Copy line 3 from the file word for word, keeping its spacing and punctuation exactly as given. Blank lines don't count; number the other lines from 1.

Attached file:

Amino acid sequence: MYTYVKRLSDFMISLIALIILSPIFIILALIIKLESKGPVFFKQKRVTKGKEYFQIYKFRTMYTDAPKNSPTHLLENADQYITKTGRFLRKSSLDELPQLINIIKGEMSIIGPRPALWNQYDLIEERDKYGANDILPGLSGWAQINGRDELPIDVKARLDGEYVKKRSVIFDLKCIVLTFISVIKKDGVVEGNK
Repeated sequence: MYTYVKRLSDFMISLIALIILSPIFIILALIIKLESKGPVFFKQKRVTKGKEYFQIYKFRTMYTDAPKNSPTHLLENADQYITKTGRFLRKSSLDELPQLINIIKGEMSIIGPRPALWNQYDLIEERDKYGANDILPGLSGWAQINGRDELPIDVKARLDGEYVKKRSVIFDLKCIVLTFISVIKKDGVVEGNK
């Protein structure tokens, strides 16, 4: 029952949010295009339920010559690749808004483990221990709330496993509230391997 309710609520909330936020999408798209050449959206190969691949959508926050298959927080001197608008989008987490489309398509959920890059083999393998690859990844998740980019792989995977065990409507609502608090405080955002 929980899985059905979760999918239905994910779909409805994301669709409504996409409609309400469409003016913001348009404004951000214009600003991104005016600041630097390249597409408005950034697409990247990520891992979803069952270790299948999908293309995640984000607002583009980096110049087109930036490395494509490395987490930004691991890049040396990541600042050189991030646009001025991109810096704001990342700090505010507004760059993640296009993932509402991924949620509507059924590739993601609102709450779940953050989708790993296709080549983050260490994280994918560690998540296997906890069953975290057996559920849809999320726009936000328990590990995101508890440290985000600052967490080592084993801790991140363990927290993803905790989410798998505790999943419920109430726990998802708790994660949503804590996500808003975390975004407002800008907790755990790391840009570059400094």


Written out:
């Protein structure tokens, strides 16, 4: 029952949010295009339920010559690749808004483990221990709330496993509230391997 309710609520909330936020999408798209050449959206190969691949959508926050298959927080001197608008989008987490489309398509959920890059083999393998690859990844998740980019792989995977065990409507609502608090405080955002 929980899985059905979760999918239905994910779909409805994301669709409504996409409609309400469409003016913001348009404004951000214009600003991104005016600041630097390249597409408005950034697409990247990520891992979803069952270790299948999908293309995640984000607002583009980096110049087109930036490395494509490395987490930004691991890049040396990541600042050189991030646009001025991109810096704001990342700090505010507004760059993640296009993932509402991924949620509507059924590739993601609102709450779940953050989708790993296709080549983050260490994280994918560690998540296997906890069953975290057996559920849809999320726009936000328990590990995101508890440290985000600052967490080592084993801790991140363990927290993803905790989410798998505790999943419920109430726990998802708790994660949503804590996500808003975390975004407002800008907790755990790391840009570059400094």